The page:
5: Developments in other countries in the region
Tunisia’s development towards building a democracy stands in stark contrast to a number of other countries where there were also uprisings during the Arab Spring . In contrast to recent developments in Tunisia, there have been major setbacks in democratic developments in Egypt, Syria, Libya and Yemen. The riots here have not led to better democratic framework conditions. In these countries, the positive political changes that were hoped for the Arab Spring have stopped, and in many countries the political situation has deteriorated. Popular commitment and optimism have been replaced by violence, conflict and cynical realpolitik .
Egypt is back to its authoritarian starting point, or worse, where the military regime has full control over the state apparatus. Courts, police and widespread fear stifle all opposition , both secular and Islamic. Egypt also adopted a new constitution, but unlike Tunisia, this was a politically manipulated and hasty process with weak popular support.
According to Citypopulationreview, Libya has had a similar development. Everything that at first looked very promising, with a popularly elected parliament and a new constitution, is now in ruins. Today, there is an imminent danger of a new civil war breaking out. In Iraq , the fragile political process collapsed when Prime Minister Al Maliki for a long time refused to cooperate with Sunni and Kurdish parties. In this space of power, IS has emerged. In Syria , the war is a fact, with huge losses and even greater humanitarian suffering. Due to this situation, IS has also established itself there. Even in countries such as Jordan, Algeria and Morocco, non-elected officials have been left with real power.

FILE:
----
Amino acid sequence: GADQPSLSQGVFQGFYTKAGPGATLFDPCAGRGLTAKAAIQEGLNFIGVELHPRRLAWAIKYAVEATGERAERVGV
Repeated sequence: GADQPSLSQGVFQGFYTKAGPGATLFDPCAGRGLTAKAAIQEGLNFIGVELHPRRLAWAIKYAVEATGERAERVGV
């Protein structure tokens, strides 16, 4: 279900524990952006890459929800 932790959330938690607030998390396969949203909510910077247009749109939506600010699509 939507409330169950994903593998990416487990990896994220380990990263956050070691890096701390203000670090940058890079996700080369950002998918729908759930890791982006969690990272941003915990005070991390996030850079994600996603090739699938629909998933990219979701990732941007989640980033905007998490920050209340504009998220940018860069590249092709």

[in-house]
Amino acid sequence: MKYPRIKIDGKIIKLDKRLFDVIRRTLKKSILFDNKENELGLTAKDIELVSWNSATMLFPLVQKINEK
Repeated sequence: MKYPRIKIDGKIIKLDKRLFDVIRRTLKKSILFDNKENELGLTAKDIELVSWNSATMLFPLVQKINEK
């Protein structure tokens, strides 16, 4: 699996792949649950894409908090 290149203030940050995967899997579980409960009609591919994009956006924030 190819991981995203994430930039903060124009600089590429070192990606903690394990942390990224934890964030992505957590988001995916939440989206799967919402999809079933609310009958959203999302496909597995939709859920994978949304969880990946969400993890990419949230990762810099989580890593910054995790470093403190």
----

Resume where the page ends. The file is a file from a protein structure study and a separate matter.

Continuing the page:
The Arab Spring was therefore unable to overthrow authoritarian regimes in North Africa and the Middle East, and replace them with more democratic regimes. Against this backdrop, it becomes extra important to see what Tunisia has done right.
6: Current situation in Tunisia
A relatively successful democracy does not necessarily lead to economic improvement for most people. Ex-dictator Ben Ali’s family is estimated to have hidden away 130 billion kroner while they were in power. The recession in Europe has also affected Tunisia’s tourist – dependent economy. The high unemployment rate represents a related challenge. A relatively high level of education has not prevented almost half of the country’s young people from becoming unemployed.
Tunisia is vulnerable in terms of security – sandwiched between Libya and Algeria. At the same time, Tunisians have been recruited to Islamist terrorist networks in Syria and Iraq. It is estimated that more than 5,000 Tunisians have been recruited to IS, Al Qaeda , the Al Nusra Front and other terrorist organizations particularly active in Syria and Iraq. Among the perpetrators in the attack on the In Amenas oil plant in Algeria, where several Statoil employees were killed, were at least 11 Tunisians.
The terrorist attack in the tourist town of Sousse , in which 20 tourists were killed, in the summer of 2015 also did enormous damage to an already difficult economic situation, and many countries discouraged their citizens from traveling to Tunisia after the attack. This has led to empty hotels in Tunisia, and much-needed revenue for the tourism industry has been lost. Furthermore, there is a fear that a deteriorating economic situation will lead to political dissatisfaction. Nevertheless, there are some glimmers of light : Tunisia, for example, has a growing IT industry that can be competitive both in the Middle East and in Europe.